Few topics conjure images of the "single-issue voter" more than gun laws. It's long been seen as a matter so important and personal to many Americans that they'll vote against any candidate seen as infringing on the Second Amendment. Now, with midterms coming next year, some gun control advocates are now wondering if there is similar passion on their own side in the wake of the recent Senate vote, and whether voters might penalize those who didn't support new gun legislation, just as well as those who did.
The latest CBS News Poll explored the single-issue gun voters a bit. They are indeed numerous: nearly half of those generally opposed to more gun laws - 48 percent - said the issue was so important to them that they'd never vote for a candidate who disagreed on that.
Interestingly, those who want stricter gun laws said they'd take a similar approach evaluating candidates: nearly half of them, 47 percent, said they'd never vote for someone who disagreed with them, either. Given that Americans tend to divide on gun laws, generally, is that a wash? Maybe. Proponents of added gun control who say they'll use this as a litmus test tend to be mostly moderates - which suggests it could hold sway - but there are more liberals among this group than the population as a whole; the group is more heavily female at 60 percent, and they have representation around the country, but much of it is in the Northeast and West. That's a rough profile typically associated with Democratic voting, anyway, which leads one to think this issue - if it is still at the forefront next year - could play as much about turnout as persuasion.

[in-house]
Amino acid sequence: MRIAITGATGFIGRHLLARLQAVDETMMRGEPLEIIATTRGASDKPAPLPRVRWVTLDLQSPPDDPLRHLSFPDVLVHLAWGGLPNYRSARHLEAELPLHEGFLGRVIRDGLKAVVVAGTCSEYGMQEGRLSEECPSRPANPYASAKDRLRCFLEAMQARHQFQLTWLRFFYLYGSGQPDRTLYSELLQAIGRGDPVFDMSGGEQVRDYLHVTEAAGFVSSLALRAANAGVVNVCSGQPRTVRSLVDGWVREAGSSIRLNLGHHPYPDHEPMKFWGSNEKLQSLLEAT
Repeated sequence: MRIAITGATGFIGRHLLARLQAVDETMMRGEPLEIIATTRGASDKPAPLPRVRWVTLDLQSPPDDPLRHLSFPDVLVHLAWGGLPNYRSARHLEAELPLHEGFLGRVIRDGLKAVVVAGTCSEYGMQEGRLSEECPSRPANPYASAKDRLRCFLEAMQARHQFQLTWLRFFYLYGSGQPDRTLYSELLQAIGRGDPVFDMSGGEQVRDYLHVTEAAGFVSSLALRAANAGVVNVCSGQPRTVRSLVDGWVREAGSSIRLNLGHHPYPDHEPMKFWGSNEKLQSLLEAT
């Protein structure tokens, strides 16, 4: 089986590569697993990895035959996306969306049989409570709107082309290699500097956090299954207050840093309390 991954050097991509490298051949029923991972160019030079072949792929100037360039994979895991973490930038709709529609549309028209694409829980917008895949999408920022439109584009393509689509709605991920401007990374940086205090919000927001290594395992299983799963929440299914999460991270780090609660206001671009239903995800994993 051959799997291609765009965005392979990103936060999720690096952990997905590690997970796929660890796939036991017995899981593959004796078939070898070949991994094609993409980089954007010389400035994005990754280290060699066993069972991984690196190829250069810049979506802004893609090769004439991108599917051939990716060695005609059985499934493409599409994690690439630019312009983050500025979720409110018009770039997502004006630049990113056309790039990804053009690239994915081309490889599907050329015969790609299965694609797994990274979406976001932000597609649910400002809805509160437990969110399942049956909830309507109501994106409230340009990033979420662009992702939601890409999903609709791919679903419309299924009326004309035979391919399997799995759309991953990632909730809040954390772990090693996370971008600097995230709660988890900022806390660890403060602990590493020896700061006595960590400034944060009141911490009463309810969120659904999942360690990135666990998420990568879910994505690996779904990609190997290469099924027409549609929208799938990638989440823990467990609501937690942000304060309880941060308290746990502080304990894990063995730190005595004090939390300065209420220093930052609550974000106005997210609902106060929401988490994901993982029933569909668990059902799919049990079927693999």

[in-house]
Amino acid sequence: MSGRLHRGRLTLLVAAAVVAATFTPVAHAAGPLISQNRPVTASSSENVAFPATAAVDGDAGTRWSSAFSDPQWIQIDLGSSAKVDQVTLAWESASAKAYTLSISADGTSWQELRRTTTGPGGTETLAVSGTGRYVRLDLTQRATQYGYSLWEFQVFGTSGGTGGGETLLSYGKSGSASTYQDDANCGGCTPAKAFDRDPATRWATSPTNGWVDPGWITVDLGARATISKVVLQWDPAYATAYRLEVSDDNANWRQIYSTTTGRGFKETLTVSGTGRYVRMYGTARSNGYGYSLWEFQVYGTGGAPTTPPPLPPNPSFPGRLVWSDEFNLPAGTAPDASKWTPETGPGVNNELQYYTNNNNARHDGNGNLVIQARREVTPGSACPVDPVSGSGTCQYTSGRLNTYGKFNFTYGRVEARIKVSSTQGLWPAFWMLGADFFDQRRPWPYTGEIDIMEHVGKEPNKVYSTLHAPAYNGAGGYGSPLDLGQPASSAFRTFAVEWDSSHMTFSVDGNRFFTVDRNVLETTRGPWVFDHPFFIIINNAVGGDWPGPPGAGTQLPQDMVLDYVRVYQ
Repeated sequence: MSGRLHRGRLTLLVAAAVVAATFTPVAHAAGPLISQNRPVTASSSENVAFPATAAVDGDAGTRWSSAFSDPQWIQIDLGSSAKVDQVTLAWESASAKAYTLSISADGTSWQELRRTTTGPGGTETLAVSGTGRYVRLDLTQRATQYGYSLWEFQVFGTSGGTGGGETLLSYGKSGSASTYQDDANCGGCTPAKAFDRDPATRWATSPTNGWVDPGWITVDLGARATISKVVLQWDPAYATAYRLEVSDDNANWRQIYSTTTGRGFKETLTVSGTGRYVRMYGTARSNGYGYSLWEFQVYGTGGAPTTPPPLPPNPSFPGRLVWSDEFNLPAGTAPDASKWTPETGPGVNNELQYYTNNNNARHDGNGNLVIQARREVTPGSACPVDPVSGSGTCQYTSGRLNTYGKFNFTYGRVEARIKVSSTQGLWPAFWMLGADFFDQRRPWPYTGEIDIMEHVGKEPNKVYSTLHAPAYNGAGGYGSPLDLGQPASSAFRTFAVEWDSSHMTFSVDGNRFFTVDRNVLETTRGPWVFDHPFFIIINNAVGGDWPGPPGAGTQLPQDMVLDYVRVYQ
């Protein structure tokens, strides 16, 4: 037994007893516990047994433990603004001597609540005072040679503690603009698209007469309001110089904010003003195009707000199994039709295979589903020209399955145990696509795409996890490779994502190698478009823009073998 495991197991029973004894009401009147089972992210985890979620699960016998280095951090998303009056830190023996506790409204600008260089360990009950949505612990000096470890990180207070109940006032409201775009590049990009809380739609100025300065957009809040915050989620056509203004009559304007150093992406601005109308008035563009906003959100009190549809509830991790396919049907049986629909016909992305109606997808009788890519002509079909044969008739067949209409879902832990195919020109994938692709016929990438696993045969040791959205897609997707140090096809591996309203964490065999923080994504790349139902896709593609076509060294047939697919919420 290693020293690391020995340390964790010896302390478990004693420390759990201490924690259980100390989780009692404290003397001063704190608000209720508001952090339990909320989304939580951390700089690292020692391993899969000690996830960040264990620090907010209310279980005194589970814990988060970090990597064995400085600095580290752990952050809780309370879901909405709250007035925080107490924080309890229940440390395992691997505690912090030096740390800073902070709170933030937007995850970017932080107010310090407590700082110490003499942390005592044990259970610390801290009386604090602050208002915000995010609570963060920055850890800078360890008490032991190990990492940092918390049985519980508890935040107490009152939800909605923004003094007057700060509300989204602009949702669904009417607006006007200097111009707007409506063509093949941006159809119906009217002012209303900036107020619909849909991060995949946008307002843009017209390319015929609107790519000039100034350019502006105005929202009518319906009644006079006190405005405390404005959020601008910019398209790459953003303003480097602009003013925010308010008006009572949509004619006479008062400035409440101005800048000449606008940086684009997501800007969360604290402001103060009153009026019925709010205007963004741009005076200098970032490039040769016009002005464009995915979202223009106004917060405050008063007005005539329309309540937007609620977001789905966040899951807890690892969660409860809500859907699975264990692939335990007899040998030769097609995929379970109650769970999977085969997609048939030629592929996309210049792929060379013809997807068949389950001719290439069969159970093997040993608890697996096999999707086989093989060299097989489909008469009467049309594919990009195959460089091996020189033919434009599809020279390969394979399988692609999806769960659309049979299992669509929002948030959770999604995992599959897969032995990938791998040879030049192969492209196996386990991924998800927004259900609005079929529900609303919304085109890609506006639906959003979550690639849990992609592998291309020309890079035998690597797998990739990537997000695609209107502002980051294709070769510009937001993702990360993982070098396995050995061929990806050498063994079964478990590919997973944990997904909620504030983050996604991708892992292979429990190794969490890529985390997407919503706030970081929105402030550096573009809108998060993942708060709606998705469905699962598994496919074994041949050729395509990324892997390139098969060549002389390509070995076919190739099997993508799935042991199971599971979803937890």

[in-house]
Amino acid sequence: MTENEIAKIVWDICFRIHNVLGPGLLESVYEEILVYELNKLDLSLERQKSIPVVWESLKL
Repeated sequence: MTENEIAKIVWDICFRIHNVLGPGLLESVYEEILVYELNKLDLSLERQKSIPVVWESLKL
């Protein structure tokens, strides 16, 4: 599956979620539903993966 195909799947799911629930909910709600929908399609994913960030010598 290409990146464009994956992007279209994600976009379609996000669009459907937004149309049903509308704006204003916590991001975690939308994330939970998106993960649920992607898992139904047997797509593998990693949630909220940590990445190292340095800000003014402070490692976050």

Nationally, the single-issue voters opposed to added gun laws tend to be men, conservative (two-thirds) and tend to live in more suburban and rural areas and Midwestern and Southern states. If we're reading tea leaves about voting from demographics that's more the profile of reliable Republicans than swing voters, so it's perhaps as much a turnout issue as a persuasion one here, too - and of course there's a history of turnout on the gun rights side of the issue.
Here's why it's so important and why small differences matter:
A quick look at comparisons of the 2012 to the 2010 electorate (using national House vote for more of an apples-to-apples comparison) shows midterms, with lower turnout, aren't quite like presidential years. The 2010 midterms were comparably a shade less female, less liberal, and more conservative. Suburban and rural voters were about even in each, meaning variations either way can have big impact.
So as we head into next year, a key question to watch is whether the views of today ever come to look like they're transient, a reaction to the recent debate and fresh in peoples' minds - a quarter of Democrats in the poll call themselves angry about that Senate vote right now - or whether advocates on either side can sustain this kind of high saliency for the issue. We're going to get a great look next year at that, and at how many factors - candidates for and against - play in 2014 because so much of the action will likely be located in competitive House districts that tend to be more suburban than either rural or urban, and Senate battles in "red" states - Arkansas, North Carolina, Louisiana, Montana - that have heavy suburban and rural representation.